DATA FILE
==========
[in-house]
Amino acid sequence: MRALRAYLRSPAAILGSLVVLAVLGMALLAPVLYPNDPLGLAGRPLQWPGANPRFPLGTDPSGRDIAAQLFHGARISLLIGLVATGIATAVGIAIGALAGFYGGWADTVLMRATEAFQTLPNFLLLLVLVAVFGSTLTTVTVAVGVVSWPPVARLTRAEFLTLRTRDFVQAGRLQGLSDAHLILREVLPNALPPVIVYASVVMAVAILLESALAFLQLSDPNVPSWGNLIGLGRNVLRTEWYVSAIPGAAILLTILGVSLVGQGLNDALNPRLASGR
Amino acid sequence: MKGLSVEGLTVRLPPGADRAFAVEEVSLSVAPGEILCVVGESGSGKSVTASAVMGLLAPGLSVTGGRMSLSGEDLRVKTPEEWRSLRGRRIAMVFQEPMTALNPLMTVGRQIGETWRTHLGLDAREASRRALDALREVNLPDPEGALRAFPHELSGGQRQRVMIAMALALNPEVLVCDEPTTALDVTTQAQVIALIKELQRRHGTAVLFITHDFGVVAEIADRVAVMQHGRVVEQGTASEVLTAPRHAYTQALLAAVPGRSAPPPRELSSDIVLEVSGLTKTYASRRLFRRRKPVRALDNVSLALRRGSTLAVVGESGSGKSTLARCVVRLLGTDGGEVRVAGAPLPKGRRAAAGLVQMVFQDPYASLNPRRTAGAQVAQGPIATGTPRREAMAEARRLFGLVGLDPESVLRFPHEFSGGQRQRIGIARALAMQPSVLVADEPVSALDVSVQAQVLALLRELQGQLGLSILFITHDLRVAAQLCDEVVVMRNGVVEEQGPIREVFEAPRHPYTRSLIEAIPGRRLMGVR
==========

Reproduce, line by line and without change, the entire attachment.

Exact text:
[in-house]
Amino acid sequence: MRALRAYLRSPAAILGSLVVLAVLGMALLAPVLYPNDPLGLAGRPLQWPGANPRFPLGTDPSGRDIAAQLFHGARISLLIGLVATGIATAVGIAIGALAGFYGGWADTVLMRATEAFQTLPNFLLLLVLVAVFGSTLTTVTVAVGVVSWPPVARLTRAEFLTLRTRDFVQAGRLQGLSDAHLILREVLPNALPPVIVYASVVMAVAILLESALAFLQLSDPNVPSWGNLIGLGRNVLRTEWYVSAIPGAAILLTILGVSLVGQGLNDALNPRLASGR
Amino acid sequence: MKGLSVEGLTVRLPPGADRAFAVEEVSLSVAPGEILCVVGESGSGKSVTASAVMGLLAPGLSVTGGRMSLSGEDLRVKTPEEWRSLRGRRIAMVFQEPMTALNPLMTVGRQIGETWRTHLGLDAREASRRALDALREVNLPDPEGALRAFPHELSGGQRQRVMIAMALALNPEVLVCDEPTTALDVTTQAQVIALIKELQRRHGTAVLFITHDFGVVAEIADRVAVMQHGRVVEQGTASEVLTAPRHAYTQALLAAVPGRSAPPPRELSSDIVLEVSGLTKTYASRRLFRRRKPVRALDNVSLALRRGSTLAVVGESGSGKSTLARCVVRLLGTDGGEVRVAGAPLPKGRRAAAGLVQMVFQDPYASLNPRRTAGAQVAQGPIATGTPRREAMAEARRLFGLVGLDPESVLRFPHEFSGGQRQRIGIARALAMQPSVLVADEPVSALDVSVQAQVLALLRELQGQLGLSILFITHDLRVAAQLCDEVVVMRNGVVEEQGPIREVFEAPRHPYTRSLIEAIPGRRLMGVR